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Details of Grant 

EPSRC Reference: EP/P012914/1
Title: Nanoscale Investigation of the Surface Reactivity of Ionic Liquids under Harsh Tribological Conditions
Principal Investigator: Mangolini, Dr F
Other Investigators:
Researcher Co-Investigators:
Project Partners:
Total SA
Department: Mechanical Engineering
Organisation: University of Leeds
Scheme: First Grant - Revised 2009
Starts: 01 April 2017 Ends: 31 January 2018 Value (£): 100,665
EPSRC Research Topic Classifications:
Eng. Dynamics & Tribology Surfaces & Interfaces
EPSRC Industrial Sector Classifications:
No relevance to Underpinning Sectors
Related Grants:
Panel History:
Panel DatePanel NameOutcome
25 Oct 2016 EPSRC Physical Sciences - October 2016 Announced
Summary on Grant Application Form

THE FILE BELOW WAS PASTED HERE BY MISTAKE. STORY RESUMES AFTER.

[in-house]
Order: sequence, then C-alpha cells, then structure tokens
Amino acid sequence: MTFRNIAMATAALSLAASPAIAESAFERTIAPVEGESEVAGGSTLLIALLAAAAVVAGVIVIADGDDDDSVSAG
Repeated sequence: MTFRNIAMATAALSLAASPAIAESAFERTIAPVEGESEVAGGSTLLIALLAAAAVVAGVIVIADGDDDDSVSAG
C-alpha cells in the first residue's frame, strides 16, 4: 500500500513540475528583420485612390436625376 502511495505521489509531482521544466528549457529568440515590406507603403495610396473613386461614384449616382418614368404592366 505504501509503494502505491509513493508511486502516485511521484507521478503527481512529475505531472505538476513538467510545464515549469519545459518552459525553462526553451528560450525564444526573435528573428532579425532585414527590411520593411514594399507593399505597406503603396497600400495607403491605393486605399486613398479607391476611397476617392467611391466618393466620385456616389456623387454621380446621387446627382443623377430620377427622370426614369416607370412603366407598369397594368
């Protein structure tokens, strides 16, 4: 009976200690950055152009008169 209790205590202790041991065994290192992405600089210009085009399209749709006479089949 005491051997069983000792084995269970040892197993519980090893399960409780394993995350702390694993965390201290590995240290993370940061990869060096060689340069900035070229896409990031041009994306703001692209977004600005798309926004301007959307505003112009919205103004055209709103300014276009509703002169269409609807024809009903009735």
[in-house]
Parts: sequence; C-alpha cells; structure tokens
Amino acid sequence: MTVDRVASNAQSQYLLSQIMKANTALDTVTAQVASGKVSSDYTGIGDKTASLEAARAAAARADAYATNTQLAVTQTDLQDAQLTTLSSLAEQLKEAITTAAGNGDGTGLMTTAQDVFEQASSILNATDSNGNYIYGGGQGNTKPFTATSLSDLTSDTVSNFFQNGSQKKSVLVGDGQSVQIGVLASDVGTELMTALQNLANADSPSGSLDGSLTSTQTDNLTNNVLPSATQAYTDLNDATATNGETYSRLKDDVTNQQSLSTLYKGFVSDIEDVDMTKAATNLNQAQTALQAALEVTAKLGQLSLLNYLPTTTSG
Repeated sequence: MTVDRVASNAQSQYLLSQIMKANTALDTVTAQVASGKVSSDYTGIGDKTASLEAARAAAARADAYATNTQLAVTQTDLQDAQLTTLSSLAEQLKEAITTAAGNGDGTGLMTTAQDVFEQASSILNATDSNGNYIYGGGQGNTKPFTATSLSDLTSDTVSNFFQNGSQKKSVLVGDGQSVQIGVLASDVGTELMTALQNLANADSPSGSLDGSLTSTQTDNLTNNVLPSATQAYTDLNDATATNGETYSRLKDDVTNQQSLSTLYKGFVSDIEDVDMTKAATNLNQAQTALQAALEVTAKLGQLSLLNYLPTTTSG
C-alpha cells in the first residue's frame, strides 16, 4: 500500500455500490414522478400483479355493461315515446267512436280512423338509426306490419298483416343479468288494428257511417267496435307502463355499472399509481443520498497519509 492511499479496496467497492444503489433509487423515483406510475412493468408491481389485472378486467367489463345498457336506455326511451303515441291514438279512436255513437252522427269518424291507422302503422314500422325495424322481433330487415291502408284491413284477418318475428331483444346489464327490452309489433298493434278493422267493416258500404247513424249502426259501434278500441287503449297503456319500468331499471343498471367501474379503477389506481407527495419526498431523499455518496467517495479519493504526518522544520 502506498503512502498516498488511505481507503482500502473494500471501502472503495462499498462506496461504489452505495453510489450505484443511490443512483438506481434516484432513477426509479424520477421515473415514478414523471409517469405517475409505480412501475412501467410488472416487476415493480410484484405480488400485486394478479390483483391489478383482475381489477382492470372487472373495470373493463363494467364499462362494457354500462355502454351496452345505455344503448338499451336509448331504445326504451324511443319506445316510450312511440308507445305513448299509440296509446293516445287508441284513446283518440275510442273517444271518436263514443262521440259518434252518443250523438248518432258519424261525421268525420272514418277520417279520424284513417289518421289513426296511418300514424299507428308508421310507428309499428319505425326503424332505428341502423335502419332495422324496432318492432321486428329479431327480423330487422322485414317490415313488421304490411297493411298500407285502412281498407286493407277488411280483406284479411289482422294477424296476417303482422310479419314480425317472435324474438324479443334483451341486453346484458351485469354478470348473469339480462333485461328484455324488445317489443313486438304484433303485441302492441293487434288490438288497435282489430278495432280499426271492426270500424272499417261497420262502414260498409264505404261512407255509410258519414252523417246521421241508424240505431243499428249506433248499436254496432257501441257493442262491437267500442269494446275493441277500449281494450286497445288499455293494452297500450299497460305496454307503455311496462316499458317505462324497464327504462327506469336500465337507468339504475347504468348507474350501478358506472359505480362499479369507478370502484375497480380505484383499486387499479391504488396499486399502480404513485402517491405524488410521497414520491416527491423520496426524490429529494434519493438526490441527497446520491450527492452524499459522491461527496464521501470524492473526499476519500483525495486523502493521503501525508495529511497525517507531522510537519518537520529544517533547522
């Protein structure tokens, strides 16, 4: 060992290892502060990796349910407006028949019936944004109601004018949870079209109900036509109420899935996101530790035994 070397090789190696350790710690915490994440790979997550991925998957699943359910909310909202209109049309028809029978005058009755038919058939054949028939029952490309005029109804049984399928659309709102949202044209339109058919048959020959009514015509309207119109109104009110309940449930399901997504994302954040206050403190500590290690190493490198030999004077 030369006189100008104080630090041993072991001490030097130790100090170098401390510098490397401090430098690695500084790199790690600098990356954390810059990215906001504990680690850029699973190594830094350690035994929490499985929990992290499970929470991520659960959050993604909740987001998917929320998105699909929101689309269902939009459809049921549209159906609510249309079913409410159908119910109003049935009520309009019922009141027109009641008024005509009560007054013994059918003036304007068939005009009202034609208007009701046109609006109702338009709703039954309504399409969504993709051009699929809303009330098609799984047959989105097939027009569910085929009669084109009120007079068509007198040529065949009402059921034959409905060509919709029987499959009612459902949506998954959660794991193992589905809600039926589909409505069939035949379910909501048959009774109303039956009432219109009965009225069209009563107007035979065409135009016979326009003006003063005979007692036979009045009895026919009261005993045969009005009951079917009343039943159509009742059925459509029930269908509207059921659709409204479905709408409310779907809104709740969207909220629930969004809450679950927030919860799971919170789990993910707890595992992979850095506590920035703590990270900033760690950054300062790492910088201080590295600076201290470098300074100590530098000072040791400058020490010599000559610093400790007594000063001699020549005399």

Energy and resource losses in moving mechanical components as a result of friction and wear impose an enormous cost on national economies (in the UK the economic impact caused each year by friction and wear is estimated to be ~2% of the gross domestic product, i.e., £25 billion). As one particular example, one-third of the fuel used in passenger cars is employed to overcome friction in the engine, transmission, tyres, and brakes. For a single passenger car, this corresponds to approximately 340 litres of fuel per year, at a cost of £380 according to the average UK gas price in 2015, being spent in overcoming frictional losses. This results in wasted energy and unnecessary environmental emissions. The exploration of new classes of energy-efficient, environmentally-compatible lubricants, which can reduce friction and wear in engines, turbines, microelectronics, etc., is thus becoming increasingly important. In particular, it will be a key factor in attempting to achieve the challenging environmental objective of reducing greenhouse gas emission set during the 2015 UN Climate Change Convention. In the case of passenger cars, as an example, the new fuel efficiency target set by European environment and transport ministers for 2025, i.e., 95 g of CO2 per km (for comparison, the average value in 2014 was 123 g CO2 per km), constitutes a great challenge for scientists and engineers, who are now required to develop novel technical solutions and functional materials to improve car efficiency and decrease their environmental impact. The research in this study will contribute to this by providing novel insights into the physico-chemical basis underlying the promising properties of a class of "green" lubricants, namely ionic liquids (ILs), which have been recently synthesized and proposed as replacements of traditional lubricants or lubricant additives for a variety of applications, including automobile engines, microelectromechanical systems, hard disks, and aerospace. As anxample, the low volatility of ILs makes them attractive as additives for engine oils, since the generation of no hazardous volatile compounds avoids blocking filters and catalyst degradation in the exhaust after-treatment systems, a concerning issue for existing lubricant additives. During the course of this research, a fundamental understanding of the mechanism of action of a class of ILs (imidazolium alkyl sulphate/phosphate) will be developed through the nanoscale investigation of their molecular reactivity on solid surfaces under mechanical contact and shear stress. To achieve this, a novel methodological approach, which is based on state-of-the-art advanced surface-analytical techniques with exceptional sensitivity and spatial resolution (including synchrotron-based techniques), will be used. The outcomes of the research, providing a starting point for rationally designing modified ILs with task-specific performance, can lead to the synthesis of energy-efficient, environmentally-friendly lubricants that are suitable for a variety of industrial applications (e.g., automotive, aerospace, microelectronics) and that can enhance sustainability through the reduction of the economic and environmental impact of tribology.
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